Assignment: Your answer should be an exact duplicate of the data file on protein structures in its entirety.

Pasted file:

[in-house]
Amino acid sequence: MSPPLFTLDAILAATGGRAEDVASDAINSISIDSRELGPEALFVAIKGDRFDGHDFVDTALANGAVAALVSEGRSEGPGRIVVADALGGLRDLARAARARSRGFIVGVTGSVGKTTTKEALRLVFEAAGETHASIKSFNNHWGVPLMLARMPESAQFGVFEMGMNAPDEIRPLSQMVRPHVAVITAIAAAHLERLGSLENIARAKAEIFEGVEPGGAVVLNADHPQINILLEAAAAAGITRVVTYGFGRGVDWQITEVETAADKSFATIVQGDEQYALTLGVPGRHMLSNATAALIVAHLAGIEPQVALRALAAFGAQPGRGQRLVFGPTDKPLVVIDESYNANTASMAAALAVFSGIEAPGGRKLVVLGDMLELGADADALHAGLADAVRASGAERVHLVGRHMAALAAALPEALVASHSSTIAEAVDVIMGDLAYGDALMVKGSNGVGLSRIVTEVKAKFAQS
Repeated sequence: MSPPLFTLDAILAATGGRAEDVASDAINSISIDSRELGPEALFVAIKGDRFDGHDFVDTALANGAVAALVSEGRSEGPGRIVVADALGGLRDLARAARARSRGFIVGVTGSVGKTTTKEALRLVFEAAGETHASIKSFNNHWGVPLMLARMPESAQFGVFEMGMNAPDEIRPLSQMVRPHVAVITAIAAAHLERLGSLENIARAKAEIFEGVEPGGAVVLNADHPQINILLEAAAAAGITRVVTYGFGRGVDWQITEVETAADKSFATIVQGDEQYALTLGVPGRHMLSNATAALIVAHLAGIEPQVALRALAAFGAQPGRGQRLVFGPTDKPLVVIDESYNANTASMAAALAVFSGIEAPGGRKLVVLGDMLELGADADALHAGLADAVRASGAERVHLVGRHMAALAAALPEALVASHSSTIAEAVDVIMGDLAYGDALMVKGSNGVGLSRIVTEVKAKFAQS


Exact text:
[in-house]
Amino acid sequence: MSPPLFTLDAILAATGGRAEDVASDAINSISIDSRELGPEALFVAIKGDRFDGHDFVDTALANGAVAALVSEGRSEGPGRIVVADALGGLRDLARAARARSRGFIVGVTGSVGKTTTKEALRLVFEAAGETHASIKSFNNHWGVPLMLARMPESAQFGVFEMGMNAPDEIRPLSQMVRPHVAVITAIAAAHLERLGSLENIARAKAEIFEGVEPGGAVVLNADHPQINILLEAAAAAGITRVVTYGFGRGVDWQITEVETAADKSFATIVQGDEQYALTLGVPGRHMLSNATAALIVAHLAGIEPQVALRALAAFGAQPGRGQRLVFGPTDKPLVVIDESYNANTASMAAALAVFSGIEAPGGRKLVVLGDMLELGADADALHAGLADAVRASGAERVHLVGRHMAALAAALPEALVASHSSTIAEAVDVIMGDLAYGDALMVKGSNGVGLSRIVTEVKAKFAQS
Repeated sequence: MSPPLFTLDAILAATGGRAEDVASDAINSISIDSRELGPEALFVAIKGDRFDGHDFVDTALANGAVAALVSEGRSEGPGRIVVADALGGLRDLARAARARSRGFIVGVTGSVGKTTTKEALRLVFEAAGETHASIKSFNNHWGVPLMLARMPESAQFGVFEMGMNAPDEIRPLSQMVRPHVAVITAIAAAHLERLGSLENIARAKAEIFEGVEPGGAVVLNADHPQINILLEAAAAAGITRVVTYGFGRGVDWQITEVETAADKSFATIVQGDEQYALTLGVPGRHMLSNATAALIVAHLAGIEPQVALRALAAFGAQPGRGQRLVFGPTDKPLVVIDESYNANTASMAAALAVFSGIEAPGGRKLVVLGDMLELGADADALHAGLADAVRASGAERVHLVGRHMAALAAALPEALVASHSSTIAEAVDVIMGDLAYGDALMVKGSNGVGLSRIVTEVKAKFAQS